Fear will hold you back from trying things where you might fail. It will stop you from taking a risk because in your mind, things might not turn out exactly the way you imagine it and you can’t imagine being happy without entirely succeeding down that road.
Fear will divide us. It will tell us that we’re different, that we hate each other, that we’re disconnected, that we’re not all in this together.
Fear will subjugate us, make us stop thinking, squash our individual desires, opinions, and perspectives. Nefarious forces and people will use fear to control you, to force you to hate, to own your mind.
Fear is the mind killer. Always be mindful of what you are scared of, look deep inside you to see that fear is why you aren’t taking the actions you know will make you happy and give you the life you want, because it’s subtle, it’s buried deep down, it’s the things we’d never admit to ourselves, talk about, and say out loud.
I promised you some salient advice. Here’s the first bit, give voice to your fears. The first step in not allowing your fear to define your life and existence is to admit them, no matter how selfish, petty, ridicules, giant, profound, or difficult they might be.
I’ve found in my life a few ways to deal with fear. They work in different times and sometimes they don’t work at all.
When they don’t work, the thing I try to do with my anxiety is just accept it. I try to surrender. It’s okay to be scared. You can dwell in it. It’s crazy uncomfortable, but you can do it. Embrace it, let it flow through you, don’t fight it, acknowledge it, know it’s going to suck, and do the thing anyway. If you’re willing to fully feel fear it won’t stop you anymore. That’s powerful, but it’s difficult. And the more you do it, the more you expose yourself to your insecurities and keep going, the somewhat easier it gets.
The other thing I try to do is to rationalize my fears. I remind myself that the things we’re scared of generally never ever happen, they simply just don’t materialize, and even if they do, they are not that bad. I’ve had brain surgery after getting stomped on at a concert when I was 14 and almost died. I’ve been hit by a bus. I’ve been kicked out of schools. I’ve been unemployed. I’ve been a college dropout. I’ve failed classes. I’ve alienated people in my life. I’ve lost friends. I’ve had companies go bankrupt. I’ve had products I spent years building go nowhere. It’s just never as bad as you’d think. We make so many assumptions about how things will play out and in the end we actually have no idea where we are or where we’re going and what will happen if we change, if we try something different, if we follow our hearts, but we know for sure that if we stay where we are nothing is going to change. You’ll find that in your failures you are resilient. You are so much stronger than you know. You can heal. You can be redeemed. And as long as you can fail at doing something you don’t care about or hate, you might as well fail at doing something you love.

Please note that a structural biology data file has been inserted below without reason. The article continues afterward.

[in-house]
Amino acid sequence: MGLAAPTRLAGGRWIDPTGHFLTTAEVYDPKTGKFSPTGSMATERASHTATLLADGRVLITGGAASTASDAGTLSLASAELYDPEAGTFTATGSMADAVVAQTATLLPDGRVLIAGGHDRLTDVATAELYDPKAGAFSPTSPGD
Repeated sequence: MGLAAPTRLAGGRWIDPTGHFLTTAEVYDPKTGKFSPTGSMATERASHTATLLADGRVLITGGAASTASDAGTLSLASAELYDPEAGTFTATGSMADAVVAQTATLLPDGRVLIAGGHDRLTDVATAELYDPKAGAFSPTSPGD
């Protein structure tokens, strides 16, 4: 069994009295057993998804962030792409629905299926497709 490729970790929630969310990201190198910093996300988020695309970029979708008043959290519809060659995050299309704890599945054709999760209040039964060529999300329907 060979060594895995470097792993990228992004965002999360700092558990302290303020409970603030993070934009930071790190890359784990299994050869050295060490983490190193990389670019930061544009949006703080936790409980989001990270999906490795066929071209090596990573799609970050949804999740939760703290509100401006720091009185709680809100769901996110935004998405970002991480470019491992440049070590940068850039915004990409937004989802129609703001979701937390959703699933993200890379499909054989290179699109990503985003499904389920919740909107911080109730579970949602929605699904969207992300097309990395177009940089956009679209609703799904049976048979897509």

If surrendering and accepting your fear doesn’t work and you’re still paralyzed, if rationalizing your fears doesn’t work and you’re still inert, the last thing you can do with fear is adopt a cosmic perspective. You can meditate on where you are in the moment. Let’s talk about that for a second, really thinking about where you are. Let’s see how much we actually don’t know about our current situation and realize that there’s nothing to be scared of because we don’t know much anyway.
You are on earth.
To begin with, Earth is rotating on its axis at the familiar rate of one revolution per day, almost a thousand miles an hour. But Earth also orbits the Sun at a speed of 67,000 mph, or 18.5 miles a second. So wherever you think you are, in that moment, you’re probably at least18.5 miles away actually. But it’s worse.
Hold onto your butts if you can. The Sun, Earth, and the entire solar system also are in motion, orbiting the center of the Milky Way at a blazing 140 miles a second. Even at this great speed, though, our planetary neighborhood still takes about 200 million years to make one complete orbit — a testament to the vast size of our home galaxy.
If all this isn’t enough to make you feel you deserve an intergalactic speeding ticket, consider that we, along with our cousins in the Local Group, are hurtling at a truly astonishing 375 miles a second toward the Virgo Cluster, an enormous collection of galaxies some 45 million light-years away.
So you are on earth and it’s basically a spaceship flying through the infinite vastness of space at such speeds you can’t actually ever be sure where you are.
And what’s you? Well, you are just atoms. And the atoms in your left hand and the atoms in your right hand were born in the furnace of different exploding stars. You are, on a physical level, nothing more than Stardust. You’ve been part of a million things before, from planets, to asteroids, to gases, to stars, to actual energy that once a long long long time ago coalesced into matter. Every seven years, the cells in your body are all replaced. Well all of them except neurons, I’m told.
We’re not sure where we are and we’re not sure what we are. But there’s one thing we can be sure of and paradoxically it’s the thing we understand the least. The material body is occupied by something, your personality, your soul, your consciousness, your spirit. The only thing about you that is actually magic, that is actually unique, that hasn’t been recycled, that should never ever ever ever be denied or ignored. Know yourself, listen to yourself, trust yourself, and you’ll never be scared again.
The reality of your life is that you’re a ghost driving a meat-covered skeleton made from stardust, riding a rock, spinning and hurtling through space.